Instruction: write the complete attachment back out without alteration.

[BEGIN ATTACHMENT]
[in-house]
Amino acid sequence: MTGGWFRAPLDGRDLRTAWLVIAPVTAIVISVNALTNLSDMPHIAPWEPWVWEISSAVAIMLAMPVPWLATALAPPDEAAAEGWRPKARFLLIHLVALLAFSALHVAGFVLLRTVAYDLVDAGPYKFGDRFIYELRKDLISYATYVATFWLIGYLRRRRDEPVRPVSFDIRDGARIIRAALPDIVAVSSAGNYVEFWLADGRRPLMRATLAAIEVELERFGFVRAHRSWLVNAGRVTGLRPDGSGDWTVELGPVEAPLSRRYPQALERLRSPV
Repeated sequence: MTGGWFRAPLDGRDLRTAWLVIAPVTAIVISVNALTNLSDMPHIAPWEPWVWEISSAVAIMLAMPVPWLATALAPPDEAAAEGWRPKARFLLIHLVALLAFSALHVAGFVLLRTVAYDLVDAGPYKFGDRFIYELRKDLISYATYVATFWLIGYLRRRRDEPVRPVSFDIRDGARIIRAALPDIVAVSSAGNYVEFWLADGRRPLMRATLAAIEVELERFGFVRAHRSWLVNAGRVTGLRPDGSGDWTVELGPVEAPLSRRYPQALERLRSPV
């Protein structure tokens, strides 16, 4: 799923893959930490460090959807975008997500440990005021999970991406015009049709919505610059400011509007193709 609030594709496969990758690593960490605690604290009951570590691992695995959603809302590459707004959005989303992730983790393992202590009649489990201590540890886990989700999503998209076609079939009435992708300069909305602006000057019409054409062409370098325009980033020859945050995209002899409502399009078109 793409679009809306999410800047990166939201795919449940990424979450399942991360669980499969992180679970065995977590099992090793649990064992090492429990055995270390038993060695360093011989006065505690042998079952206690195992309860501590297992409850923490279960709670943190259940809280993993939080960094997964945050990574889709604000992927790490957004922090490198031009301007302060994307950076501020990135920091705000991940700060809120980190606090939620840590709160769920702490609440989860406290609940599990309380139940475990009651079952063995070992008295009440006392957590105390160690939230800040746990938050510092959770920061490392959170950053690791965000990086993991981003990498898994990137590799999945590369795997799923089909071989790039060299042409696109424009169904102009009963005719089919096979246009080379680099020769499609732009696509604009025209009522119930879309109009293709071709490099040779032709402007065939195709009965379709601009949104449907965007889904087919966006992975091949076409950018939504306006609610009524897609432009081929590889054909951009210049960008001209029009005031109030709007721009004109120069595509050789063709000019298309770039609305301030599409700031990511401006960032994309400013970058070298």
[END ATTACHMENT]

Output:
[in-house]
Amino acid sequence: MTGGWFRAPLDGRDLRTAWLVIAPVTAIVISVNALTNLSDMPHIAPWEPWVWEISSAVAIMLAMPVPWLATALAPPDEAAAEGWRPKARFLLIHLVALLAFSALHVAGFVLLRTVAYDLVDAGPYKFGDRFIYELRKDLISYATYVATFWLIGYLRRRRDEPVRPVSFDIRDGARIIRAALPDIVAVSSAGNYVEFWLADGRRPLMRATLAAIEVELERFGFVRAHRSWLVNAGRVTGLRPDGSGDWTVELGPVEAPLSRRYPQALERLRSPV
Repeated sequence: MTGGWFRAPLDGRDLRTAWLVIAPVTAIVISVNALTNLSDMPHIAPWEPWVWEISSAVAIMLAMPVPWLATALAPPDEAAAEGWRPKARFLLIHLVALLAFSALHVAGFVLLRTVAYDLVDAGPYKFGDRFIYELRKDLISYATYVATFWLIGYLRRRRDEPVRPVSFDIRDGARIIRAALPDIVAVSSAGNYVEFWLADGRRPLMRATLAAIEVELERFGFVRAHRSWLVNAGRVTGLRPDGSGDWTVELGPVEAPLSRRYPQALERLRSPV
């Protein structure tokens, strides 16, 4: 799923893959930490460090959807975008997500440990005021999970991406015009049709919505610059400011509007193709 609030594709496969990758690593960490605690604290009951570590691992695995959603809302590459707004959005989303992730983790393992202590009649489990201590540890886990989700999503998209076609079939009435992708300069909305602006000057019409054409062409370098325009980033020859945050995209002899409502399009078109 793409679009809306999410800047990166939201795919449940990424979450399942991360669980499969992180679970065995977590099992090793649990064992090492429990055995270390038993060695360093011989006065505690042998079952206690195992309860501590297992409850923490279960709670943190259940809280993993939080960094997964945050990574889709604000992927790490957004922090490198031009301007302060994307950076501020990135920091705000991940700060809120980190606090939620840590709160769920702490609440989860406290609940599990309380139940475990009651079952063995070992008295009440006392957590105390160690939230800040746990938050510092959770920061490392959170950053690791965000990086993991981003990498898994990137590799999945590369795997799923089909071989790039060299042409696109424009169904102009009963005719089919096979246009080379680099020769499609732009696509604009025209009522119930879309109009293709071709490099040779032709402007065939195709009965379709601009949104449907965007889904087919966006992975091949076409950018939504306006609610009524897609432009081929590889054909951009210049960008001209029009005031109030709007721009004109120069595509050789063709000019298309770039609305301030599409700031990511401006960032994309400013970058070298």